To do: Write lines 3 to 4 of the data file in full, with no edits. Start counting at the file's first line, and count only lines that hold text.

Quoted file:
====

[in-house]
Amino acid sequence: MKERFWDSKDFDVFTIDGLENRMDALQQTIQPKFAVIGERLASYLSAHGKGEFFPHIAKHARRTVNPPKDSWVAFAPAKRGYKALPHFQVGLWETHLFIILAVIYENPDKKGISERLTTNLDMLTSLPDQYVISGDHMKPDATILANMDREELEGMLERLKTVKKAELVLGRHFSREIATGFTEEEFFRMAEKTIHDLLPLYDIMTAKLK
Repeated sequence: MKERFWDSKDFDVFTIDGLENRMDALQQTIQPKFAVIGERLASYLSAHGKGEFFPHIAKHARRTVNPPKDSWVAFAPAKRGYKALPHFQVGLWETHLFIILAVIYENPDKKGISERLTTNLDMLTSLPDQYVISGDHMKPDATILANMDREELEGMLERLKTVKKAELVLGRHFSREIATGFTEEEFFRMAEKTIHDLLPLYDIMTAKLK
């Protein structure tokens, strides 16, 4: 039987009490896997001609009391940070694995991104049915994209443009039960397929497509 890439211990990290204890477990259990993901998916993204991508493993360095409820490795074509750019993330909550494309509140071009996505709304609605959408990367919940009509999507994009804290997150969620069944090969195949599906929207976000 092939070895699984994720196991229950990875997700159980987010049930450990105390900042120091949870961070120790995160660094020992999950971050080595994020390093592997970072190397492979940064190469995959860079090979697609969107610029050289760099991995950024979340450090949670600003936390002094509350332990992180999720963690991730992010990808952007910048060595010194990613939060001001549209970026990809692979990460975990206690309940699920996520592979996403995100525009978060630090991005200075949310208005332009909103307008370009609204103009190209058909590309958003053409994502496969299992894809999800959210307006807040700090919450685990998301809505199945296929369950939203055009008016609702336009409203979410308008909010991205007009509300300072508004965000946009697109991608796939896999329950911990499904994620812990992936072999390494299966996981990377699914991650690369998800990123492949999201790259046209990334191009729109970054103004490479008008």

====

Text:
Repeated sequence: MKERFWDSKDFDVFTIDGLENRMDALQQTIQPKFAVIGERLASYLSAHGKGEFFPHIAKHARRTVNPPKDSWVAFAPAKRGYKALPHFQVGLWETHLFIILAVIYENPDKKGISERLTTNLDMLTSLPDQYVISGDHMKPDATILANMDREELEGMLERLKTVKKAELVLGRHFSREIATGFTEEEFFRMAEKTIHDLLPLYDIMTAKLK
């Protein structure tokens, strides 16, 4: 039987009490896997001609009391940070694995991104049915994209443009039960397929497509 890439211990990290204890477990259990993901998916993204991508493993360095409820490795074509750019993330909550494309509140071009996505709304609605959408990367919940009509999507994009804290997150969620069944090969195949599906929207976000 092939070895699984994720196991229950990875997700159980987010049930450990105390900042120091949870961070120790995160660094020992999950971050080595994020390093592997970072190397492979940064190469995959860079090979697609969107610029050289760099991995950024979340450090949670600003936390002094509350332990992180999720963690991730992010990808952007910048060595010194990613939060001001549209970026990809692979990460975990206690309940699920996520592979996403995100525009978060630090991005200075949310208005332009909103307008370009609204103009190209058909590309958003053409994502496969299992894809999800959210307006807040700090919450685990998301809505199945296929369950939203055009008016609702336009409203979410308008909010991205007009509300300072508004965000946009697109991608796939896999329950911990499904994620812990992936072999390494299966996981990377699914991650690369998800990123492949999201790259046209990334191009729109970054103004490479008008």